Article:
HL Deb 22 June 1999 vol 602 cc823-53

(" .—(1) There shall be an Appointments Commission ("the Commission") which shall make proposals to the Prime Minister for recommendations to Her Majesty for the conferment of life peerages in accordance with the Life Peerages Act 1958.

(2) The Commission shall be an advisory non-departmental public body and shall—

  1. (a) be appointed in accordance with the rules of the Commissioner for Public Appointments and may seek his advice about best practice in attracting and assessing potential nominees;
  2. (b) operate an open and transparent nominations system for peers not belonging to, or recommended by, any political party ("the Cross Bench peers");
  3. (c) actively invite nominations by the general public and encourage nominations from professional associations, charities and other public bodies that it judges appropriate;
  4. (d) publish criteria under which it will determine a candidate's suitability for nomination;
  5. (e) reinforce the present function of the Political Honours Scrutiny Committee in vetting the suitability of all nominations to life peerages by the political parties; and
  6. (f) scrutinise all candidates for life peerages on the grounds of propriety in relation to political donations, as proposed in the 5th Report of the Committee on Standards in Public Life.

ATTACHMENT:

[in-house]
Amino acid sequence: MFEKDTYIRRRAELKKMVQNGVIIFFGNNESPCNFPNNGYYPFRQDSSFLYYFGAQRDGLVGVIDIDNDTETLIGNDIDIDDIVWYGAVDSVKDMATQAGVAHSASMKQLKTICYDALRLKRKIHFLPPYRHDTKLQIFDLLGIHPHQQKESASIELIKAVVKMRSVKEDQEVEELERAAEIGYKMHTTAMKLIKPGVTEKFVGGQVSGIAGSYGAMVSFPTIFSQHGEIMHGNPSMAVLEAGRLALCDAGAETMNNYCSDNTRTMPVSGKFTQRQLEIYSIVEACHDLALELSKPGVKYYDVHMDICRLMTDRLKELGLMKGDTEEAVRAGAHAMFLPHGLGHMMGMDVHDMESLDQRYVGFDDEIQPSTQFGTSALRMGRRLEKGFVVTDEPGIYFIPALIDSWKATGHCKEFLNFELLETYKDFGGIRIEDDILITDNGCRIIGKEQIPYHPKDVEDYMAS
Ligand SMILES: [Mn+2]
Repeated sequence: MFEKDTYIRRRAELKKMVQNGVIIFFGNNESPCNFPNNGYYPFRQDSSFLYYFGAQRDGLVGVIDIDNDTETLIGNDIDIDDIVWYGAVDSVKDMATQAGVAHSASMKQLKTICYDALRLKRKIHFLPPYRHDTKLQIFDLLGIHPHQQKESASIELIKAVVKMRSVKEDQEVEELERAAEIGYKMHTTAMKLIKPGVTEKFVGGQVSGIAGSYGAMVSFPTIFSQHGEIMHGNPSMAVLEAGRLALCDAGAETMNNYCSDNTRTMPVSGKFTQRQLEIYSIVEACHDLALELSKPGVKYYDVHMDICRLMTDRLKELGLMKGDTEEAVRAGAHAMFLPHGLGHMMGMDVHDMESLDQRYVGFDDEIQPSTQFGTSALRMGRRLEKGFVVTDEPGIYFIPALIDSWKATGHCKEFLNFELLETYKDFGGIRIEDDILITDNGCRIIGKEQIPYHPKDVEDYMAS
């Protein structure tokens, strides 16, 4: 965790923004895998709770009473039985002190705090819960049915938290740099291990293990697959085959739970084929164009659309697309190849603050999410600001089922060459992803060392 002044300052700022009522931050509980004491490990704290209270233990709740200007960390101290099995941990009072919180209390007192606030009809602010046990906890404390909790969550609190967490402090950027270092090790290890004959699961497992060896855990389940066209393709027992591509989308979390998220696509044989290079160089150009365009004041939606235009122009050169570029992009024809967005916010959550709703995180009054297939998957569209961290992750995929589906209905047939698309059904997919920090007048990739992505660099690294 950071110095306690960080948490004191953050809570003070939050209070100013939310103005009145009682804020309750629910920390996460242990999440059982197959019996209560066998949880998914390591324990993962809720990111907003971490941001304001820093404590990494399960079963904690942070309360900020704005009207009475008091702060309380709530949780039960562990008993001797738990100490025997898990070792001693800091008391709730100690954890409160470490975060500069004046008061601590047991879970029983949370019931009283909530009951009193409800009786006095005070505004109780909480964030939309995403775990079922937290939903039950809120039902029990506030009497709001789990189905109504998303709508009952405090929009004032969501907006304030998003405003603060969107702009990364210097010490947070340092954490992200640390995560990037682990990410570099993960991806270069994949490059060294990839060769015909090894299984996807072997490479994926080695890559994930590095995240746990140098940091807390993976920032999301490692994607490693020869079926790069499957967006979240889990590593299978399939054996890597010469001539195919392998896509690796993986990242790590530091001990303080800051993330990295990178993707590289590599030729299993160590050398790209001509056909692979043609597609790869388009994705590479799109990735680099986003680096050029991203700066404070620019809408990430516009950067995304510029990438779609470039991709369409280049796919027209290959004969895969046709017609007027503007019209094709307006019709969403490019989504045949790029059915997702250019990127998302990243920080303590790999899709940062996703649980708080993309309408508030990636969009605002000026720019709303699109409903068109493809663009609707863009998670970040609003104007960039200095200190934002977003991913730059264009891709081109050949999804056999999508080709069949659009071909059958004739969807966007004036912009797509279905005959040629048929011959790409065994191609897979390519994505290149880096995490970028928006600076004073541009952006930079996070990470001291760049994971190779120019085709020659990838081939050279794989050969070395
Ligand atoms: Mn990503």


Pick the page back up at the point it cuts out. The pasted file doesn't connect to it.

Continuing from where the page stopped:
(3) The Commission shall appoint its own Chairman.

(4) It shall, at least every 6 months, and at most every year, make proposals to the Prime Minister for nomination as Cross Bench peers, sufficient at least to fill any vacancies among Cross Bench peers that may occur through death, disqualification or a decision to join a political party represented in the House of Lords.

(5) The Prime Minister may not refuse to submit to Her Majesty the names of those recommended as Cross Bench peers by the Commission, and shall not seek to influence such nominations, save in exceptional circumstances, such as those endangering the security of the realm.

(6) The Commission, in considering nominations as Cross Bench peers, shall not give any additional weight to recommendations from the Prime Minister or the Leaders of other political parties.